What is Refractory Gout?

Gout is the most common form of chronic, progressive, inflammatory arthritis. Its prevalence continues to increase worldwide. This condition seems to baffle several fields of medicine who deal with patients suffering with the relentless disease, including podiatrists, chiropractors, rheumatologists, and general practitioners alike.


The deposits of MSU, monosodium urate, crystals into the synovial fluid and other tissues take place when the serum uric acid concentration exceeds its solubility. As this progresses, these deposits can occur just about anywhere in the body and lead to chronic pain, bone erosions, tophi, and general joint deformities. This condition can become downright debilitating, and rather difficult to treat.


Treatments for acute Gout flares typically involve dietary adjustments, urate lowering drugs, xanthine oxidase inhibitors, and symptom/pain relieving medications. However, for the 2% of these cases that suffer with Refractory Gout (uncontrolled, chronic and recurring attacks), treatment can be quite challenging. This stage of Gout is rather relentless and often resistant to common management therapies and medications.

Once Gout attacks become chronic, they often become tophaceous, where nodular masses of uric acid are deposited in soft tissue areas of the body. While most tophi is believed to be visible, studies have shown only 25% being detected by a physical exam. Imaging known as DECT, dual-energy computed tomography, has painted a very different picture with the detection of large masses of non-visible tophi all throughout the body, including the organs.

Does this mean that virtually ALL gout is already tophaceous by the time the first attacks occurs? The simple answer is ‘yes’. While it may begin small and only microscopically visual, its destructive path can lead to dangerous changes within the body, and eventually show up on the outside of the body, as well.

Gout flares begin with the combination of hyperuricemia and associated chronic inflammation. Uric acid excretion is conducted largely by the kidneys (around 65-75%), with the other 25% or so excreted by the GI tract. Under-excretion of uric acid makes up close to 90% of those that suffer with Hyperuricemia. Only 10% is caused by over-production.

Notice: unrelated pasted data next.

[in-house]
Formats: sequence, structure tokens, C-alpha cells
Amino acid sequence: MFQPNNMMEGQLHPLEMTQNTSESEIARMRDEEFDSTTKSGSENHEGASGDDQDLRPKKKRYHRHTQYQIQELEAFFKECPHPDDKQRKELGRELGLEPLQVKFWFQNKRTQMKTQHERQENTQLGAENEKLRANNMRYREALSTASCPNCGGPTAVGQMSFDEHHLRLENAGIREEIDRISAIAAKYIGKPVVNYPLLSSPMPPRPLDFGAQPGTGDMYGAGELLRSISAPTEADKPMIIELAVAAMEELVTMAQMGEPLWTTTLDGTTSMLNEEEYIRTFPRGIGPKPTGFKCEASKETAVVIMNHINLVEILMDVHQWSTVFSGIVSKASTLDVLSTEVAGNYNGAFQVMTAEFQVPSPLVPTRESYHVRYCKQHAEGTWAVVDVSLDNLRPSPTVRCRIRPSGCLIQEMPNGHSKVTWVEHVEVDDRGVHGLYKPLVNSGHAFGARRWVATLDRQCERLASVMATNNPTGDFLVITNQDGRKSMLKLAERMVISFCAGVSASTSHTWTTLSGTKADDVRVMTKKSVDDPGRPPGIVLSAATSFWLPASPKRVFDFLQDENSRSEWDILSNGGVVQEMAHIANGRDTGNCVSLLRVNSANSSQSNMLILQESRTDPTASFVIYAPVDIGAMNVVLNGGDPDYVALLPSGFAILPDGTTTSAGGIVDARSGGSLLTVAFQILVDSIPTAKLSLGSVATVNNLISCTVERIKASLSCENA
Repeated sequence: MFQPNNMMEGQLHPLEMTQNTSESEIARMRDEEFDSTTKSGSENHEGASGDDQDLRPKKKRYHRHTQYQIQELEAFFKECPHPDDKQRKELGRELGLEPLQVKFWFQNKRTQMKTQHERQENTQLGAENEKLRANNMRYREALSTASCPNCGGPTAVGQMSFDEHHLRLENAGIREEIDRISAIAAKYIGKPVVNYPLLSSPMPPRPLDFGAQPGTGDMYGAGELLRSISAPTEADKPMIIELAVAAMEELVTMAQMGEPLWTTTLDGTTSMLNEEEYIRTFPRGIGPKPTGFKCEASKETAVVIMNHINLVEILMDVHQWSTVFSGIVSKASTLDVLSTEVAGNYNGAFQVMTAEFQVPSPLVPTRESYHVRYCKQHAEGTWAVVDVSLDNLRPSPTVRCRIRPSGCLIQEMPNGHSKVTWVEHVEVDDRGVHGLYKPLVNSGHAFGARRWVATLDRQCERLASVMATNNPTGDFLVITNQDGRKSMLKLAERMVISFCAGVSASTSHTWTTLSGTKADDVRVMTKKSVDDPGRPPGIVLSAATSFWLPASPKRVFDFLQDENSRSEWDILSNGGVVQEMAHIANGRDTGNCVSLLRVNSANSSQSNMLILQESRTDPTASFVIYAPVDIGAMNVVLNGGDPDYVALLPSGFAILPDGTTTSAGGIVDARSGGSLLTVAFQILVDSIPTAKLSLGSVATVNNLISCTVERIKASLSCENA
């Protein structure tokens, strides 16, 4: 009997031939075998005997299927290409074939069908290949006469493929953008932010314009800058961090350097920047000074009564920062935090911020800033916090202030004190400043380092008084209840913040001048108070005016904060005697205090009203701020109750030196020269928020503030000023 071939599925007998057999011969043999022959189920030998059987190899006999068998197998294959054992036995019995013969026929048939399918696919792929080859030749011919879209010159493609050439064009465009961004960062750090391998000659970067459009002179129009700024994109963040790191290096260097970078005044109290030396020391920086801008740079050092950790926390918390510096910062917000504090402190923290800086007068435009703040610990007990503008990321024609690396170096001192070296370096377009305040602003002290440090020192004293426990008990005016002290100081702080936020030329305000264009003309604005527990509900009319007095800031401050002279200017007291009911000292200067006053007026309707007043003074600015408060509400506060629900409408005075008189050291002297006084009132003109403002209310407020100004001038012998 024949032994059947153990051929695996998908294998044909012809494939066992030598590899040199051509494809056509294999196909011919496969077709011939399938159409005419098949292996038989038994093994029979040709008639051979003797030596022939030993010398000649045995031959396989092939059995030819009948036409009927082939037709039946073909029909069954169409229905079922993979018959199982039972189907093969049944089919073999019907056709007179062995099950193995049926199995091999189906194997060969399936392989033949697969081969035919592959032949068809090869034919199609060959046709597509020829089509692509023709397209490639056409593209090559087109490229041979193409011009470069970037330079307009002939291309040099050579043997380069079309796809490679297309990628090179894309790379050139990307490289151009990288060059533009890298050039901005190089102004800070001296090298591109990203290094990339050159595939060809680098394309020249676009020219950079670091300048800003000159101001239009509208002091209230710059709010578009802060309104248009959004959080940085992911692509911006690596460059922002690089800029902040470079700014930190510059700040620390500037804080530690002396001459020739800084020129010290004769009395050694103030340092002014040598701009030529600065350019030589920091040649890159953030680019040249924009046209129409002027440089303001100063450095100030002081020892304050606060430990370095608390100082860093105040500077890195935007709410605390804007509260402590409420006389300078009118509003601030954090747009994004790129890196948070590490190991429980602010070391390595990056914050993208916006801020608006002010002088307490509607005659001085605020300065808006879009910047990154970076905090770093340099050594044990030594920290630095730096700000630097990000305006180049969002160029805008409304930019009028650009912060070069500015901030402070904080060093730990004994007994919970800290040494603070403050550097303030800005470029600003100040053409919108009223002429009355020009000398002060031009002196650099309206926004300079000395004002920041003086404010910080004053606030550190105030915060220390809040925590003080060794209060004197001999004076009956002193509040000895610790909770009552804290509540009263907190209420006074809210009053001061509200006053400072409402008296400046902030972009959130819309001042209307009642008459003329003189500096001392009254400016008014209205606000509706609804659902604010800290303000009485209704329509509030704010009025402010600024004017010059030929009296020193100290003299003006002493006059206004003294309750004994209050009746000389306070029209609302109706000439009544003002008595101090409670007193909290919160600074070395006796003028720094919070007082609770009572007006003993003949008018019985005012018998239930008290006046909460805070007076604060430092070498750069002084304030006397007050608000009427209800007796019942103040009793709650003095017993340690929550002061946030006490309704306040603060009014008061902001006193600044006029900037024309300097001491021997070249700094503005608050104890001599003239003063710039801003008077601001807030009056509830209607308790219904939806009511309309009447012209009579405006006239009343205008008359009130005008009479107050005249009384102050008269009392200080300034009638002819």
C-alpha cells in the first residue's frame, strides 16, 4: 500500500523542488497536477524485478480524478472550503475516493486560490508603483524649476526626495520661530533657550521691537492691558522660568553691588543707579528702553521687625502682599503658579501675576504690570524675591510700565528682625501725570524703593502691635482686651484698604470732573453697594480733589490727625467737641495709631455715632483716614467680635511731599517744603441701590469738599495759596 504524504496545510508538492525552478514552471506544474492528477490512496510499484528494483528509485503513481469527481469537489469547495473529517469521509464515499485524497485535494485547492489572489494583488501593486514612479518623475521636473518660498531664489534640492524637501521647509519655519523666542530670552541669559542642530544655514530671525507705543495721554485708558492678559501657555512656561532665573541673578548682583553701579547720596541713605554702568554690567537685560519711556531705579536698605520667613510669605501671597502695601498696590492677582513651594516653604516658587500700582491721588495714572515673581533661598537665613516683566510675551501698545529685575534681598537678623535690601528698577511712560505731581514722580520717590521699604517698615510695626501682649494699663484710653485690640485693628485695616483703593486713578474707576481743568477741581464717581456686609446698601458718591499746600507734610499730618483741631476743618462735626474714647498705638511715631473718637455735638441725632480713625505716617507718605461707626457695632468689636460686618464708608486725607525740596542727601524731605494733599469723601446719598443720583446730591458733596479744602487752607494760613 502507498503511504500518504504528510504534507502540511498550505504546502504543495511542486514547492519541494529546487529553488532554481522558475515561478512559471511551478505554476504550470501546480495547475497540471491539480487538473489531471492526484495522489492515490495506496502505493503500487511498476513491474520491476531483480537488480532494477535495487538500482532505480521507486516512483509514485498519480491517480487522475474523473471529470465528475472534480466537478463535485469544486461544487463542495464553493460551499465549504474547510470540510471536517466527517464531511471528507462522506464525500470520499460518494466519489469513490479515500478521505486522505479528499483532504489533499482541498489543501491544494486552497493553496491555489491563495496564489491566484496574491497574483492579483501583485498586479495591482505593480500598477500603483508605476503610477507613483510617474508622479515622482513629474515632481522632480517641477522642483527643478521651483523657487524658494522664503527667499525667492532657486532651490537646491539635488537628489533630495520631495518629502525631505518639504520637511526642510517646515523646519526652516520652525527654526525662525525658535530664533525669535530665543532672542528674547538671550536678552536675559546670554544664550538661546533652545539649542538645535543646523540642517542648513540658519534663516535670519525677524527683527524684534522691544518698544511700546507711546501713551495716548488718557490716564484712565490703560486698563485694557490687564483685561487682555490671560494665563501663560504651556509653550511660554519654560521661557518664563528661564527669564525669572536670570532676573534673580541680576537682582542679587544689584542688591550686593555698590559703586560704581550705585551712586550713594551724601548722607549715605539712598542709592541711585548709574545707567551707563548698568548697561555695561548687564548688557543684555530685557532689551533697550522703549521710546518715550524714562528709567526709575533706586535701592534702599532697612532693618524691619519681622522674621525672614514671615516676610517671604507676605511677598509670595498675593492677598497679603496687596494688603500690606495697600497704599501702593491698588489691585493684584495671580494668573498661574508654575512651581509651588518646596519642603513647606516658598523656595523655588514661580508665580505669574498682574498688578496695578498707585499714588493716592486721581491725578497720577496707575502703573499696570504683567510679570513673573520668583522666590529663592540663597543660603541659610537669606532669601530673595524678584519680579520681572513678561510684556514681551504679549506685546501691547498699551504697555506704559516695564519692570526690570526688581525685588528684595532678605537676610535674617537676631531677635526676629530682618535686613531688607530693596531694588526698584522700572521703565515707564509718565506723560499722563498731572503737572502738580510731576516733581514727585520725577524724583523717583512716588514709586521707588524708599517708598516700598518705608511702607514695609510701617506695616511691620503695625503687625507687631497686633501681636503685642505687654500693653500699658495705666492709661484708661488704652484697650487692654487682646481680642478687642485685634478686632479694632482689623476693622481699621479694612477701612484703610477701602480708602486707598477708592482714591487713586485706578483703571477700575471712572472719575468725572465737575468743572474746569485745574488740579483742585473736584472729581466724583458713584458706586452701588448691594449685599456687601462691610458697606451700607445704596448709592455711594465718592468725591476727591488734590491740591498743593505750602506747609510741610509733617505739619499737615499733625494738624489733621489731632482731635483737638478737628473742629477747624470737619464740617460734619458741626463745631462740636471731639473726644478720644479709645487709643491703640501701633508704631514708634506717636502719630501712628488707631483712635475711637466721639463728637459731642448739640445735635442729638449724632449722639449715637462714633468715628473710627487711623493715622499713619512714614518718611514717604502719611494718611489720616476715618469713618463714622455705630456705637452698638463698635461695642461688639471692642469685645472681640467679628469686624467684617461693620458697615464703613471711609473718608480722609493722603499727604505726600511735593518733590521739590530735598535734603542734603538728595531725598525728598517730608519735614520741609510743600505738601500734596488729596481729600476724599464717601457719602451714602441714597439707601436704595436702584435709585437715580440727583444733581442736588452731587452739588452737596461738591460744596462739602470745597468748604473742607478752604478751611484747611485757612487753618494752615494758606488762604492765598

Causes of Hyperuricemia

Under-excreters of urate (~90%)

Drugs or Dietary Habits-                                             Clinical Disorders-                                
Diuretics                                                                                    Diabetic ketoacidosisRenal insufficiency
Low doses of salicylatesLead nephropathyPolycystic kidney disease
EthambutolHTNFamilial juvenile
hyperuricemic nephropathy
PyrazinamideMedullary cystic kidney disease Dehydration
Laxative Abuse (alkalosis)Lactic acidosis Starvation
LevadopaSalt restrictionObesity
Methoxyflurane HyperparathyroidismHypothyroidism
CyclosporineDiabetes insipidusToxemia of pregnancy
TacrolimusSarcoidosis Bartter’s
syndrome
Chronic beryllium
disease
Down
syndrome

Overproducers of urate (~10%)

Drugs or Dietary Habits-                                                Clinical Disorders Leading
to Purine Overproduction-                                       
EthanolMyeloproliferative disordersLymphoproliferative disorders
Diet rich in purinesPolycythemia veraMalignant
diseases
Pancreatic ExtractHemolytic disordersPsoriasis
FructoseObesityTissue Hypoxia
Nictonic acidGlycogenosis III, V, VII
Warfarin
Ethylamino-1,3,4thiadiazoleInherited Enzyme Defects
4-Amino-5-imidazole carboxamide ribosideHPRT deficiency
Vitamin B12 (patients with
pernicious anemia)
Increased PRPP synthetase
Cytotoxic drugs Glucose-6-
phosphatase
deficiency
(glycogenosis I)

Source: Becker MA, Jolly M. Clinical gout and the pathogenesis of hyperuricemia. In: Koopman WJ, Moreland, LW, eds. Arthritis & Allied Conditions. 15th ed. Philadelphia, PA: Lippincott Williams & Wilkins; 2005:chap 113.

If you take a careful look at this chart, you will see the large discrepancy between the two contributors to hyperuricemia, 90% stemming from under-excretion, with only 10% sourced from over-producing uric acid. That might make many scratch their head after years of worrying about their diet, purines, and their own ‘personal triggers’, only to find out a mere 10% stems from food choices?


Which indirect offenders involved in your diet and lifestyle could be contributing to the 90% under-excreting category?

Healthy cells verses unhealthy cells

The broader picture will show you how fructose, acidic food choices, acidic lifestyle choices, lack of water, lack of exercise, stress, vitamin and mineral deficiencies, alcohol consumption, prescription medications, etc. can all lead to kidney and liver insufficiencies, lactic acidosis, dehydration, and generalized inflammation.

70% of uric acid production stems from unhealthy, dying cells. You can see from this picture that unhealthy cells have trouble both ridding of waste products (extra uric acid) AND absorbing nutrients. Every negative thing we expose our body to on a daily basis contributes to the demise our of healthy cells, and furthers disease.

You may have ‘trigger foods’ that spark an attack. A purine-rich meal may push your ‘already full’ glass over the edge and into an attack. However, be sure to understand things were already brewing and these triggers simply tipped the scale. There is a much larger picture here, and a management approach that will be key to avoiding the damage and doom of advanced stage Gout. Cellular repair and regeneration is the ONLY way to do this!

Cellular repair is possible, and 100% necessary to truly address the problem. It cannot be done without a fully comprehensive repair approach (diet, lifestyle, water, and high-potency, cell repairing herbs and vitamins.)

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